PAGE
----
Nets’ Joe Harris drops Luka Doncic with dribble move (VIDEO)

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If you didn’t know who he was before, you remember the Nets’ Joe Harris as the guy who beat Stephen Curry at the All-Star Saturday Three-Point Contest. In Curry’s hometown. That takes some ice water in the veins.

Monday night, Luka Doncic found out Harris can do more than just spot up.

Brooklyn’s D'Angelo Russell drove to the free throw line, and when the Dallas defense collapsed he kicked it out to Harris at the arc. Doncic closed out hard, Harris put the ball on the floor, and… timber.

Doncic got some back. He drained a half-courter to beat the halftime buzzer.

Then Doncic put one up on Harris with his stepback.

Brooklyn was in complete control of this game through three quarters.

Pat Riley: Heat will pursue two max players in 2020

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In the 1995-96 season, the Heat traded for Alonzo Mourning and Tim Hardaway.

In 2004, the Heat traded for Shaquille O’Neal.

In 2010, the Heat signed LeBron James, Dwyane Wade and Chris Bosh.

Will Miami makes its next star splash in 2020?

Near-star Josh Richardson is locked into a relatively cheap contract for two more years. Bam Adebayo has two more seasons on his relatively low-paying rookie-scale deal. Justise Winslow, who’s maybe finding his groove, is guaranteed two more seasons on his rookie-scale extension.

That core could appeal to free agents in 2020, when Hassan Whiteside‘s, Ryan Anderson‘s and Goran Dragic‘s contracts expire.

Heat:

Heat president Pat Riley, in an interview with Jason Jackson:

We’re chasing a playoff spot when we’re young. And then we’re going to be chasing some players that can come in. If we can get one or two players to come in with this group, this young group, then I think the sky’s the limit for this team in the next couple years.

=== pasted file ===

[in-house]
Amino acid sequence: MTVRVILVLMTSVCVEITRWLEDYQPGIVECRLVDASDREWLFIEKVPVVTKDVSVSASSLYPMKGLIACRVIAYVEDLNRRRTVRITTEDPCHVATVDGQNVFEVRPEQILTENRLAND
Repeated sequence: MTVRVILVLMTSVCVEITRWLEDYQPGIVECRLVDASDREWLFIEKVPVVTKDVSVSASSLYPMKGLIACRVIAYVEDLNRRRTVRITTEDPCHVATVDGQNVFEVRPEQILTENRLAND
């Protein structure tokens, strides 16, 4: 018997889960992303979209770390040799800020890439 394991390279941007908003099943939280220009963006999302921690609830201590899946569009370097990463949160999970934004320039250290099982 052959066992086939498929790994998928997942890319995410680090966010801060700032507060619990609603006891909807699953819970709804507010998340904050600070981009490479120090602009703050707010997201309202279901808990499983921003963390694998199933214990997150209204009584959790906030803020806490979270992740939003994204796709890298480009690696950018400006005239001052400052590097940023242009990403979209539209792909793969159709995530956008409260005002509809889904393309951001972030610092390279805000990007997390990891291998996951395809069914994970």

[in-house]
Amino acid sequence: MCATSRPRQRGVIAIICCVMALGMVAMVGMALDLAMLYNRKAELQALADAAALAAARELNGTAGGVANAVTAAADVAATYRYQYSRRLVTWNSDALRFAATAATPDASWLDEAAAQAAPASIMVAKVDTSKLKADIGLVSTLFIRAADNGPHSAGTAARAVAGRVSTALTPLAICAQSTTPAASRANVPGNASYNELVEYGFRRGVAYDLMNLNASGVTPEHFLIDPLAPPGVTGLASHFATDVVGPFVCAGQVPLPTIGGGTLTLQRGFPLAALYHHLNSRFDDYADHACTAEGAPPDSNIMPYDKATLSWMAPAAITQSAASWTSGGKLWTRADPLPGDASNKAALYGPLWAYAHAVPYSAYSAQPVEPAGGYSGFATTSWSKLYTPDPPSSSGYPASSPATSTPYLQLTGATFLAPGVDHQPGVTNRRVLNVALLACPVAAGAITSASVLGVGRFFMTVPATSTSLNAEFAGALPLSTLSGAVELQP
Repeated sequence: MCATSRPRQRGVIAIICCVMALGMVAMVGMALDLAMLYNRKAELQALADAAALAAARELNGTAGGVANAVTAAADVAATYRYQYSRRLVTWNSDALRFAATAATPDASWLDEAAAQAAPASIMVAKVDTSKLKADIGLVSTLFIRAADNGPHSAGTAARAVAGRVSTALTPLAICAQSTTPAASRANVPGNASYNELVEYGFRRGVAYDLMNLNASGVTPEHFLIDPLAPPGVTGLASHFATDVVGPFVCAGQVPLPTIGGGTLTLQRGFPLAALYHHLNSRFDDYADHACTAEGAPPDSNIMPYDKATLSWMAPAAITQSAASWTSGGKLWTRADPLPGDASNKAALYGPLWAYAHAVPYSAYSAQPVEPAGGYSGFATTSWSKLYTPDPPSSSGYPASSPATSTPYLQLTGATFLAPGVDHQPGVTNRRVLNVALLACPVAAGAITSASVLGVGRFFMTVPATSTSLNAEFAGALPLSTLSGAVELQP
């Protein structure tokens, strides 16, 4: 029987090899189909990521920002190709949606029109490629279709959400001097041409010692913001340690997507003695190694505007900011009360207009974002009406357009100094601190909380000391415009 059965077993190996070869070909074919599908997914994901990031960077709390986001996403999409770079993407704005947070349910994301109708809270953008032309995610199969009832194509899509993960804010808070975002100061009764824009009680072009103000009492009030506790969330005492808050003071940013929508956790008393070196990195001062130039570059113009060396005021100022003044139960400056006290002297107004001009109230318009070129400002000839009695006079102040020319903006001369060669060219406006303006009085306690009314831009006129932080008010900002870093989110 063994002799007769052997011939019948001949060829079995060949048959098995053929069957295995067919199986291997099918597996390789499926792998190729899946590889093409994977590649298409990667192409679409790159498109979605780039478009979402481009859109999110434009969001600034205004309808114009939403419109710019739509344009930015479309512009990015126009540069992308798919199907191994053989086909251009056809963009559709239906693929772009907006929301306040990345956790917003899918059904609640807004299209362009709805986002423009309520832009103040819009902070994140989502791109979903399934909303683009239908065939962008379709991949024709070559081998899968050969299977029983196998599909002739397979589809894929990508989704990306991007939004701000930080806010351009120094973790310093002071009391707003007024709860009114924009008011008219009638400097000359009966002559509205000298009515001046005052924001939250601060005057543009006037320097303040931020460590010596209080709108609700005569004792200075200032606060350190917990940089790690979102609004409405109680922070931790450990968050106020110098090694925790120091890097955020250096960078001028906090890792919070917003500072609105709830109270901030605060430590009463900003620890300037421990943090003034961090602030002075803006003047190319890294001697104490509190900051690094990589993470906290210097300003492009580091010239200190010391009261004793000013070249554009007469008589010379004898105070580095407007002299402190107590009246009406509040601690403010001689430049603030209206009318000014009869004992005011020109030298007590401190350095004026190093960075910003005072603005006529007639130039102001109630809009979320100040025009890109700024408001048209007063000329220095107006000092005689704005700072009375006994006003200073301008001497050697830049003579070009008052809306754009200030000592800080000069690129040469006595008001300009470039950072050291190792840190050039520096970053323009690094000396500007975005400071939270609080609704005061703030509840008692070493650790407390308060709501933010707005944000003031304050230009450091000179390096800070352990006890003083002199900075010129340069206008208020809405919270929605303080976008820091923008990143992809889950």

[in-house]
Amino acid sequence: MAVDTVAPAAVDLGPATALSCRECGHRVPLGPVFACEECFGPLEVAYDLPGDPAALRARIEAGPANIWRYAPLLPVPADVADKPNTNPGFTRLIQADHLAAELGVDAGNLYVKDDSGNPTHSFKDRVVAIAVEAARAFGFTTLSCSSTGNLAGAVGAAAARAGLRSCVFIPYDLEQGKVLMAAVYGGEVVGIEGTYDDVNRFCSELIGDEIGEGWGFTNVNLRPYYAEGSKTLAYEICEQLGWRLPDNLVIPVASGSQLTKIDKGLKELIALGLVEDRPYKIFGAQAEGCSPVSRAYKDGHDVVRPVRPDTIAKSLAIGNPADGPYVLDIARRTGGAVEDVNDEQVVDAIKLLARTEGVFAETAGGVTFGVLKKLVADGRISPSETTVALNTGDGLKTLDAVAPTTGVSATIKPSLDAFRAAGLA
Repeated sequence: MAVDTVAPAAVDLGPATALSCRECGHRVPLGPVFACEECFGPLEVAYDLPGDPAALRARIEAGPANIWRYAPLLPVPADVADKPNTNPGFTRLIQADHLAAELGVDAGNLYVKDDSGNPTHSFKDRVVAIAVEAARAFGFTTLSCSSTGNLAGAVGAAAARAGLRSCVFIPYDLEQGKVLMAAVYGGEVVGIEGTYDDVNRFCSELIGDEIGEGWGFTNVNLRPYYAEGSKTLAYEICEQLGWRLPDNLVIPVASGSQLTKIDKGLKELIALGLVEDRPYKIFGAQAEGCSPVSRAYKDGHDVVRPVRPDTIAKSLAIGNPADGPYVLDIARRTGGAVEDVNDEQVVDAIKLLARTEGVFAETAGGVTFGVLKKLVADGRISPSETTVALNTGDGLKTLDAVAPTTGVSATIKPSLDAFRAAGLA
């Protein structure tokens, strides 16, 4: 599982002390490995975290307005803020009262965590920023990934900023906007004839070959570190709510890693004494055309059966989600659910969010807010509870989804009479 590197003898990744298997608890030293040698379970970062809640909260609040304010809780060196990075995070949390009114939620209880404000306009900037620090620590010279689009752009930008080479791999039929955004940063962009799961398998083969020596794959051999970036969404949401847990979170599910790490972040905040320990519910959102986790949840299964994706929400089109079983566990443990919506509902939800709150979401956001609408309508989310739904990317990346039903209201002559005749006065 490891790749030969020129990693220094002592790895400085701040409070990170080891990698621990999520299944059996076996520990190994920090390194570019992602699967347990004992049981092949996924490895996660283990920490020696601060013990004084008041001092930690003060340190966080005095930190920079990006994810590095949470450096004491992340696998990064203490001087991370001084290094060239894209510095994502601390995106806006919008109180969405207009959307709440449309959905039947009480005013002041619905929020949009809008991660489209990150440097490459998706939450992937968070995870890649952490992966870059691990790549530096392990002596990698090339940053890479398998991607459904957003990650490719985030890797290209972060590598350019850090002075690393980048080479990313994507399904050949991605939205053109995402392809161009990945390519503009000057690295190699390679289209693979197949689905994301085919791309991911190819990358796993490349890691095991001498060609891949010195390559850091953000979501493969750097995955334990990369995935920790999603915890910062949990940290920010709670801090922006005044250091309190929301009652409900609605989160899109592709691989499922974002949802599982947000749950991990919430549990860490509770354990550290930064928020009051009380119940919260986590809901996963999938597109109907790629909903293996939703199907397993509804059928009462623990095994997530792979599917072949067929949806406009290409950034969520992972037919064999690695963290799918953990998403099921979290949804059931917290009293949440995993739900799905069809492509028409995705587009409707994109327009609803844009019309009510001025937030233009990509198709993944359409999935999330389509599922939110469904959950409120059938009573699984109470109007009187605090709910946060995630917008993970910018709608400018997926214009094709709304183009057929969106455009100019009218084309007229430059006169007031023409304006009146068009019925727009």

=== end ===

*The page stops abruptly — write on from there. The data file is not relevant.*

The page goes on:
We’ve done this four times now, had a good group of players, young players, and then either through free agency or through trade brought the superstar in.

In 2020, we’ll have a lot of room. We’ll also have the possibility to have enough room to go after two max contracts. And we’re going to do that. So, we’re planning that 2020 will be the room year.

We’re very fluid. We’re very on top of it. And we are a destination place, Jax. The tax, the sun, the beautiful city. It’s a very progressive city, diverse city. So, we are a destination place. And we’re going to be moving in that direction.

That’s quite ambitious. But Riley has executed grand plans before. That will only embolden him to pursue this one.

It won’t be easy.

Miami projects to have just $34 million of cap space in 2020. A single max salary that summer projects to be $30 million-$41 million, depending on the player’s experience.

James Johnson ($16,047,100) and Kelly Olynyk ($13,598,243) have player options for the 2020-21 season. It’s difficult to see a 33-year-old Johnson or 29-year-old Olynyk declining those options. The Heat also owe Dion Waiters $12,650,000 that season.